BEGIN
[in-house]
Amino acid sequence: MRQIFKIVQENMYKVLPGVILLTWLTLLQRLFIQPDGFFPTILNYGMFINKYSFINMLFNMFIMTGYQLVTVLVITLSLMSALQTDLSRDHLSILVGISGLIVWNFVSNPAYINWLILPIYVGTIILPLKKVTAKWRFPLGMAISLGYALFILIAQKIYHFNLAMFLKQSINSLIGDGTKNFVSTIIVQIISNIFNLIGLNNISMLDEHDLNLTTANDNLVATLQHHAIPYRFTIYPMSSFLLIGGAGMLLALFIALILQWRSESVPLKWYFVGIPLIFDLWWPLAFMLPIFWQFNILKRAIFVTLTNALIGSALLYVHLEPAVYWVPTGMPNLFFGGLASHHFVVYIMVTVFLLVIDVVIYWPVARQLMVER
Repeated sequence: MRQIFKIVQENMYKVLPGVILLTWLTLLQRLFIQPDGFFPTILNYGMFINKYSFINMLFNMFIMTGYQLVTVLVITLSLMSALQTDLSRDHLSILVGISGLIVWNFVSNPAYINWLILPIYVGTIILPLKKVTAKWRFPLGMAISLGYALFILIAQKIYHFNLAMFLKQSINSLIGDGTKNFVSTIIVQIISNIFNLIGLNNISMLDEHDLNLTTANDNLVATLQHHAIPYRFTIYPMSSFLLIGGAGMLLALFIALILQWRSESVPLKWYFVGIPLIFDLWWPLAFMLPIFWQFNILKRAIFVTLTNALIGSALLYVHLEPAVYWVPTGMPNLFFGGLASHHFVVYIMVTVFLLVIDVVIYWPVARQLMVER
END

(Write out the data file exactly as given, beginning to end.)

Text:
[in-house]
Amino acid sequence: MRQIFKIVQENMYKVLPGVILLTWLTLLQRLFIQPDGFFPTILNYGMFINKYSFINMLFNMFIMTGYQLVTVLVITLSLMSALQTDLSRDHLSILVGISGLIVWNFVSNPAYINWLILPIYVGTIILPLKKVTAKWRFPLGMAISLGYALFILIAQKIYHFNLAMFLKQSINSLIGDGTKNFVSTIIVQIISNIFNLIGLNNISMLDEHDLNLTTANDNLVATLQHHAIPYRFTIYPMSSFLLIGGAGMLLALFIALILQWRSESVPLKWYFVGIPLIFDLWWPLAFMLPIFWQFNILKRAIFVTLTNALIGSALLYVHLEPAVYWVPTGMPNLFFGGLASHHFVVYIMVTVFLLVIDVVIYWPVARQLMVER
Repeated sequence: MRQIFKIVQENMYKVLPGVILLTWLTLLQRLFIQPDGFFPTILNYGMFINKYSFINMLFNMFIMTGYQLVTVLVITLSLMSALQTDLSRDHLSILVGISGLIVWNFVSNPAYINWLILPIYVGTIILPLKKVTAKWRFPLGMAISLGYALFILIAQKIYHFNLAMFLKQSINSLIGDGTKNFVSTIIVQIISNIFNLIGLNNISMLDEHDLNLTTANDNLVATLQHHAIPYRFTIYPMSSFLLIGGAGMLLALFIALILQWRSESVPLKWYFVGIPLIFDLWWPLAFMLPIFWQFNILKRAIFVTLTNALIGSALLYVHLEPAVYWVPTGMPNLFFGGLASHHFVVYIMVTVFLLVIDVVIYWPVARQLMVER